I know I'm thinking a lot about work and I'm stressed with that, but that can't be the only reason.  Maybe it's that time of the month for me.  Boys go through cycles don't we?

The one thing that it isn't affecting is my workouts.  Those have gone pretty well.  Considering Tri season just finished this past weekend and I am going to start Marathon season tomorrow, things will get a little more clearer with that.  but my bike rides have gone great and every run except for my long runs have gone great.

I don't know what it is but I need to get out of this funk and soon.  It's not good for anyone. There have been some good things the past few weeks to be happy about.  The wife had her first race, my birthday, some good things for work, and just normal every day things.  But I just can't get behind them and enjoy.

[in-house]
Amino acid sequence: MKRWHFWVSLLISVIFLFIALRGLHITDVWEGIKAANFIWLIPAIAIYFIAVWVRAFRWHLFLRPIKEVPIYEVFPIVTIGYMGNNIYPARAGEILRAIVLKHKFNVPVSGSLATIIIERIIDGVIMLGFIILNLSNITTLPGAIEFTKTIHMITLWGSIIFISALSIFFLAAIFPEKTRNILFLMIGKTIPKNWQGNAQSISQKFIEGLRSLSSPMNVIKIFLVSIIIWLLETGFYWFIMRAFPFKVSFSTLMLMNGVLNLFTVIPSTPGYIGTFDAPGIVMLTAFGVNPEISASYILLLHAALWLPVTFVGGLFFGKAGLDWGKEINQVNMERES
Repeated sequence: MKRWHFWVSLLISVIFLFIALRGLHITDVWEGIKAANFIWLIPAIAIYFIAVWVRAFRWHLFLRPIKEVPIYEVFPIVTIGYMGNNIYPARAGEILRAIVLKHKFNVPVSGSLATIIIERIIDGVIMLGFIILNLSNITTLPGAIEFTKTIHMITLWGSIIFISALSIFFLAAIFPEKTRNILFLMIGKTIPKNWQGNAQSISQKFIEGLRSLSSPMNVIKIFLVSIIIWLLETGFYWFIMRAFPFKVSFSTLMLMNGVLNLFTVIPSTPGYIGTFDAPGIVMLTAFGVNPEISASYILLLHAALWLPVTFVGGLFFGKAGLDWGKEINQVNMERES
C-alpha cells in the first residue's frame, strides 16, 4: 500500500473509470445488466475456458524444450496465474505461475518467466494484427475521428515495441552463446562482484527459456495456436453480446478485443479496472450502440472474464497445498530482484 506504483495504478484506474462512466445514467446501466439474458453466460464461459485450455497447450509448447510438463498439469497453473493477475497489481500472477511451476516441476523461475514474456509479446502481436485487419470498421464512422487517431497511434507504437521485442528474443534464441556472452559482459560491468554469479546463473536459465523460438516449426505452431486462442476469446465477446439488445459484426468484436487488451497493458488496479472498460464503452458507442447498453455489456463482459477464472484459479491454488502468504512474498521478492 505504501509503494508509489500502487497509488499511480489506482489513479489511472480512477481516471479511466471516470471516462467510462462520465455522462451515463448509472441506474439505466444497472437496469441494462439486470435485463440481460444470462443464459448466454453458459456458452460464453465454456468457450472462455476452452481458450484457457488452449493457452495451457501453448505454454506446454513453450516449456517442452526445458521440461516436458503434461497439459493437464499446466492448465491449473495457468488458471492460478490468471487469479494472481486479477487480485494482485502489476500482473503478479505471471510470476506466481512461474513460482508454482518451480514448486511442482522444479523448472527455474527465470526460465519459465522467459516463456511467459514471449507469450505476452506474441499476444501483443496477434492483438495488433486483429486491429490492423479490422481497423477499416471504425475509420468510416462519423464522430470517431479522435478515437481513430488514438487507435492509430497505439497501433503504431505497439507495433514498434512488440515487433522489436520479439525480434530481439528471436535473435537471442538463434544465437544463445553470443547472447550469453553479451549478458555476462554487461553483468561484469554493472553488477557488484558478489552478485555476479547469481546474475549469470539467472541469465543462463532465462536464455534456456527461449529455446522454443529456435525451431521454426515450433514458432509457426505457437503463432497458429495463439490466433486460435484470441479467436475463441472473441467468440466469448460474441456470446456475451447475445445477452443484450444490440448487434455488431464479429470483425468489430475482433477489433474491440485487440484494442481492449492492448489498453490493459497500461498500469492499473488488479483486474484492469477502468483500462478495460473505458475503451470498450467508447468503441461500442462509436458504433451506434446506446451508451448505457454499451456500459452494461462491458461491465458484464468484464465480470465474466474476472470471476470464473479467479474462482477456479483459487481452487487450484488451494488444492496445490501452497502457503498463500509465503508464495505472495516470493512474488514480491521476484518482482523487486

It's time to break out and get things moving in the right direction.

Thursday, August 7, 2014

USAT Nationals and I'm missing out

It's going to be a tough weekend for me.  This weekend is the USAT Nationals in Milwaukee, and I was supposed to be competing in both the Olympic and Sprint races.  I actually qualified in October of last year and registered soon thereafter.  My main goal all offseason and this coming season was to compete in Nationals and earn a coveted spot on Team USA.  I just missed out 2 years ago on a spot, but that was when I didn't know any better.  For those who don't know about how that works, essentially the top 25 athletes in each Age Group earn a sport on Team USA and get to compete in the World Championships, this year being held in Chicago.  Last year, World's were in London..  Pretty cool right?